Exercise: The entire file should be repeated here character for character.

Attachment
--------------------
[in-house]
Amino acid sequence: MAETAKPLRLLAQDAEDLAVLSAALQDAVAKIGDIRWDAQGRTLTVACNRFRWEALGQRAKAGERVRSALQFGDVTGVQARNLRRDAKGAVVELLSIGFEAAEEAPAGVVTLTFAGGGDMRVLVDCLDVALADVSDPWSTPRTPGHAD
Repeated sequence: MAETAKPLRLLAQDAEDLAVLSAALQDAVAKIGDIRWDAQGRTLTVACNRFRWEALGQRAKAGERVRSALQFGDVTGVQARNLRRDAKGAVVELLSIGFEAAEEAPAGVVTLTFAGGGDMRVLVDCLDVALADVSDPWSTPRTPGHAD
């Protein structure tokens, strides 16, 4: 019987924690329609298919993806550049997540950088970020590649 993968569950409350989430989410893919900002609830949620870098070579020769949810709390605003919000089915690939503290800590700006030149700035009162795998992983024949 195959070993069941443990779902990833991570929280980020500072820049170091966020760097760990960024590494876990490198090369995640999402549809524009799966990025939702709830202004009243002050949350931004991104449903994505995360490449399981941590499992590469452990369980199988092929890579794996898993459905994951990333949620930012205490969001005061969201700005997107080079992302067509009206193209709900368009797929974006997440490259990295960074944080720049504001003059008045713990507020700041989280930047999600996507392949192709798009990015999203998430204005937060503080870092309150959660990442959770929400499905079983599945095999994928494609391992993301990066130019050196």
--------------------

[in-house]
Amino acid sequence: MAETAKPLRLLAQDAEDLAVLSAALQDAVAKIGDIRWDAQGRTLTVACNRFRWEALGQRAKAGERVRSALQFGDVTGVQARNLRRDAKGAVVELLSIGFEAAEEAPAGVVTLTFAGGGDMRVLVDCLDVALADVSDPWSTPRTPGHAD
Repeated sequence: MAETAKPLRLLAQDAEDLAVLSAALQDAVAKIGDIRWDAQGRTLTVACNRFRWEALGQRAKAGERVRSALQFGDVTGVQARNLRRDAKGAVVELLSIGFEAAEEAPAGVVTLTFAGGGDMRVLVDCLDVALADVSDPWSTPRTPGHAD
């Protein structure tokens, strides 16, 4: 019987924690329609298919993806550049997540950088970020590649 993968569950409350989430989410893919900002609830949620870098070579020769949810709390605003919000089915690939503290800590700006030149700035009162795998992983024949 195959070993069941443990779902990833991570929280980020500072820049170091966020760097760990960024590494876990490198090369995640999402549809524009799966990025939702709830202004009243002050949350931004991104449903994505995360490449399981941590499992590469452990369980199988092929890579794996898993459905994951990333949620930012205490969001005061969201700005997107080079992302067509009206193209709900368009797929974006997440490259990295960074944080720049504001003059008045713990507020700041989280930047999600996507392949192709798009990015999203998430204005937060503080870092309150959660990442959770929400499905079983599945095999994928494609391992993301990066130019050196």